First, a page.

Internet Penetration vs Use of Cash

The Economist produced some interesting statistics about how the most digitised countries use less cash and the impact of government in moving towards as cashless society. Most transactions are still carried out with cash but the use of it has fallen:

Use of cash – 2013 = 89% and 2019 = 77%

The graph shows the correlation between Internet users and the % of transactions conducted in cash. Nordic countries lead the way and by 2016 it was estimated that 4 out of 5 transactions were done online. In Denmark the extent of the cashless environment has led the payment app called MobilePay to be the top spot as the most “indispensable” app on smartphones – overtaking Facebook, Messenger etc. MobilePay was launched by Danske Bank in 2013 as a peer-to-peer transfer service.

Italy still had 85% of transactions done by cash with 61% internet penetration. Greece with its significant informal economy still has a very high percentage of cash use as it is very hard to trace.

How do countries promote less use of cash?

  • Banks can improve systems that make transfers faster and cheaper
  • Firms promoting the use of credit cards with loyalty schemes
  • Banning the use of cash on public transport – London and Amsterdam
  • Filing tax returns – payments or refunds by Internet banking
  • Making goods cheaper if paying by card

Source: The Economist – August 3rd 2019

Technology, jobs and the universal basic income

Tech and JobsIt is nothing new to consider how machines can perform the tasks done by the layout force. Experts believe that it is not blue collar or white collar jobs that are at risk but those jobs that are routine or non routine. Manual labour tasks have been constantly under pressure from technology but now more jobs that have cognitive tasks are now feeling the pinch.

Jobs said to be under threat from computerisation are:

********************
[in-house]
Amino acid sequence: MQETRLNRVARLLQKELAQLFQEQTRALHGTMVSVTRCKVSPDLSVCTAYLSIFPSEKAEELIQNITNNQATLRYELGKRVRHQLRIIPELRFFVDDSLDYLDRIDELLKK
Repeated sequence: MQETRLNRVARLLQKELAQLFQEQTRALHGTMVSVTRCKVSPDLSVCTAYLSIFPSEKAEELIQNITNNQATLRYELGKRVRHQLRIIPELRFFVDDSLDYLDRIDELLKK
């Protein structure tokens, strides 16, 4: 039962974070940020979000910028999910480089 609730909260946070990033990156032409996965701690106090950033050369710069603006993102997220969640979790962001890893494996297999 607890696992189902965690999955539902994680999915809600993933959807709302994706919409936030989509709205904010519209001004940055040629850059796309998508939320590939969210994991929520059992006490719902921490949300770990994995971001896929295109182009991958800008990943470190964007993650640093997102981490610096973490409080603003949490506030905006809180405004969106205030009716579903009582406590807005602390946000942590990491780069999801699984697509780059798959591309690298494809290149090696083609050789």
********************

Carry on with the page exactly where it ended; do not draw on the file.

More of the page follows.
• taxi and delivery drivers
  • receptionists and security guards
  • cashiers, counter and rental clerks, telemarketers and accountants

It is estimated that the development of machine learning will impact 35% of the workforce in Britain and 49% for Japan. See chart from The Economist – Computerisation of different occupations.

Job Polarisation – Middle Skills Jobs v Low-Skill and High-Skill Jobs

Economists are already worrying about “job polarisation”, where middle-skill jobs (such as those in manufacturing) are declining but both low-skill and high-skill jobs are expanding. In effect, the workforce bifurcates into two groups doing non-routine work: highly paid, skilled workers (such as architects and senior managers) on the one hand and low-paid, unskilled workers (such as cleaners and burger-flippers) on the other.  

Source: The Economist June 25th 2016

Universal Basic Income

After two centuries in which capitalism has dominated the western world, this economic system has become desperately dysfunctional: inequality is growing, climate change is accelerating and nations are beset with bad demographics, debt burdens and angry voters.

Paul Mason – Channel 4 economics correspondent and author of ‘PostCapitalism: A Guide to Our Future’ states that:

“information technology has reduced the need for work” — or, more accurately, for all humans to be workers. For automation is now replacing jobs at a startling speed